Interior Minister Abdurakhim Kakhorov is now warning that the country's other oft-mentioned bogeyman, Mahmoud Khudoiberdiyev, could at some point make a resurgence and invade Tajikistan.
Khudoiberdiyev's story is altogether more complicated than Rakhimov's. (And piecing it together is not made any simpler by the seemingly endless ways that his names can be transliterated into English.)
Here is a useful biographical passage from Jesse Driscoll's article "Commitment Problems or Bidding Wars - Rebel Fragmentation as Peace-Building," which goes with a French-style spelling for Khudoiberdiyev:
Recent violence on the Tajik-Kyrgyz border may vindicate those predicting that Islamic militants could spill over the Ferghana Valley’s porous borders. It could also deepen tension between the valley’s three squabbling governments.
In Tajikistan’s Charku village, authorities have been battling militants they call members of the extremist Islamic Movement of Uzbekistan, an al-Qaeda affiliate, killing three and arresting one on October 29, Avesta.tj reports.
After two months of militant activity in Tajikistan, the latest fighting is unusual because it has happened in the de facto no man’s land between Kyrgyzstan and Tajikistan. There is no clear border between what the Kyrgyz call Kok-Tash and the Tajiks Charku; the frontier zigzags between homes in the ethnically mixed settlement with Tajiks and Kyrgyz laying claims to each other’s territory. (Contrary to some media reports, Charku is not a Tajik enclave, but a peninsula of contiguous Tajik land pointing into Kyrgyzstan.)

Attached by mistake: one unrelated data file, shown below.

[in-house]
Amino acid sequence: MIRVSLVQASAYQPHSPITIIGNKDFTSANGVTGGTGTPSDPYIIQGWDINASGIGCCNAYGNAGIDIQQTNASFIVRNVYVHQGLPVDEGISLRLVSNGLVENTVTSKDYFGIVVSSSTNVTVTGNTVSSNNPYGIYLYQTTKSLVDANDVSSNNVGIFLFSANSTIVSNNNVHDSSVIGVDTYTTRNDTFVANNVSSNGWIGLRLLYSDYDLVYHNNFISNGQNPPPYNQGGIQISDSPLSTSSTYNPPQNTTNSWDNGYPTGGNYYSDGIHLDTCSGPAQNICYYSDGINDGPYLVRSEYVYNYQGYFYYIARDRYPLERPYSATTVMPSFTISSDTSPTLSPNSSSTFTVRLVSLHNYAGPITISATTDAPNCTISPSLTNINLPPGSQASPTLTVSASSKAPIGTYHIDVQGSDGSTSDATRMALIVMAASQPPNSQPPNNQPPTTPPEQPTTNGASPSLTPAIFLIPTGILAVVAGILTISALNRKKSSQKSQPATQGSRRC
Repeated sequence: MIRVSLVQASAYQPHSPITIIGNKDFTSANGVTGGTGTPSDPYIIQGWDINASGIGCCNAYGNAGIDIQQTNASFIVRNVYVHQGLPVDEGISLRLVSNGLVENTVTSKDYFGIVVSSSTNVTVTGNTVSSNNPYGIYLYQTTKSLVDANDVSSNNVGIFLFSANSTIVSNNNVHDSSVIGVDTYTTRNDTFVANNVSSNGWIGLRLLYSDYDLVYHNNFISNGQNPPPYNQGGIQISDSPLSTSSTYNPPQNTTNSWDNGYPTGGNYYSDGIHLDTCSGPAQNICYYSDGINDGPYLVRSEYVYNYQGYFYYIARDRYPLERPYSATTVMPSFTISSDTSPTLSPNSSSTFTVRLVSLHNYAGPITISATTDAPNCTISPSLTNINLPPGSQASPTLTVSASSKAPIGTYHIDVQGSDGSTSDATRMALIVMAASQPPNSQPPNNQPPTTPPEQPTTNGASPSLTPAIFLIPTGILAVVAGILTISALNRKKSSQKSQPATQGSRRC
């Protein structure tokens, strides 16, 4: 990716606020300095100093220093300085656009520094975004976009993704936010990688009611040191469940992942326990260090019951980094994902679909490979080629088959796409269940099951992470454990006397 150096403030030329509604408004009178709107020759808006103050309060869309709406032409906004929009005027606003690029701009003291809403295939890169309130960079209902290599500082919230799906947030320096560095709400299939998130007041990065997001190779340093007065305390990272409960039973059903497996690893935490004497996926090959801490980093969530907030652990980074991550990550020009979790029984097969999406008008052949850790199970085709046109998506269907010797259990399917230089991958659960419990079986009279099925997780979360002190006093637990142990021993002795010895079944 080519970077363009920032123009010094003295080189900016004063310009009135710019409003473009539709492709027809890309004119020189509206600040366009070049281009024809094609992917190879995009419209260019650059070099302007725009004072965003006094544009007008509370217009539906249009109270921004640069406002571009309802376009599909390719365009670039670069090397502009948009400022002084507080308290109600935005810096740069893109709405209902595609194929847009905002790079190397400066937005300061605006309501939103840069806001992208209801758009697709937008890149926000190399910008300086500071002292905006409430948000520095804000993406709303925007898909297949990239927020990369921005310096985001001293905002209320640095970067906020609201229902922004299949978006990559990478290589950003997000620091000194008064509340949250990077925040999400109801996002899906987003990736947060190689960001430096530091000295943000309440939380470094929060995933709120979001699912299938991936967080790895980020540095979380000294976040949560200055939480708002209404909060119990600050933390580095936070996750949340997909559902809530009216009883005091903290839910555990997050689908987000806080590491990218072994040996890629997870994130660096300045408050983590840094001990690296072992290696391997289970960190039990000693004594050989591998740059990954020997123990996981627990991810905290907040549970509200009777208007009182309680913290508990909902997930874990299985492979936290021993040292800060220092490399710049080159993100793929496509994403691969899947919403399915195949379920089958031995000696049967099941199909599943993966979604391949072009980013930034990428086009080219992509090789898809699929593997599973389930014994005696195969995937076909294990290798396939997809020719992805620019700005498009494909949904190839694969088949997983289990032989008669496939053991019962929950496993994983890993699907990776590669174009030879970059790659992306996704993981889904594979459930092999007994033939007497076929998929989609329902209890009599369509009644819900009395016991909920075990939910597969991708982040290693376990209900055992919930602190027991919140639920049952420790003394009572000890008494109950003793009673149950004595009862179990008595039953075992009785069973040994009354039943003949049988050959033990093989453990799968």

"Taking part in the Rasht district events were citizens of former Soviet republics, foremost Tajik citizens," Rakhmon stated. He referred to the special operation by the republic's law-enforcement bodies to neutralize illegal paramilitary formations that began on September 22.
According to the Tajik leader, there have been no breakthroughs by the Taliban or al Qaeda into the eastern part of Tajikistan.
Earlier, law-enforcement representatives officially stated that there were foreign mercenaries from Afghanistan, Pakistan and the Russian Federation fighting on the side of the militants.
Foreign pundits have eagerly rallied around Tajik assertions that foreign Islamic terrorists have descended on the country. Citing government officials, for example, London’s Telegraph reported last week that al Qaeda had set up training camps in the mountainous former Soviet republic on Afghanistan’s poorly guarded northern border.
It would be much simpler if all of Tajikistan’s former opposition commanders would just admit they are working in cahoots against the government and are responsible for this week’s slaughter of 25 soldiers in the eastern Rasht district.
But Dushanbe isn’t waiting for their confession. Tajik authorities have decided on their culprit and shot up his house on September 22, killing at least five and sending everyone else fleeing for the mountains. If they didn’t have a reason to fight, they do now.
True, the house’s owner, Mirzokhuja Ahmadov, is regularly fingered for anti-government activities. A commander during Tajikistan’s 1992-1997 civil war, which left tens of thousands dead, he has lived an uneasy peace since. He’s one of the many former commanders promised a place in the government after the 1997 peace treaty, only to be squeezed out later. It is unclear if he survived the rocket assault on his home.
Sources inside the Rasht district, which is about 200 kilometers east of Dushanbe, told RFE/RL that after the attack on Ahmadov's house another former opposition commander, Shoh Iskandarov, had reportedly joined the militants.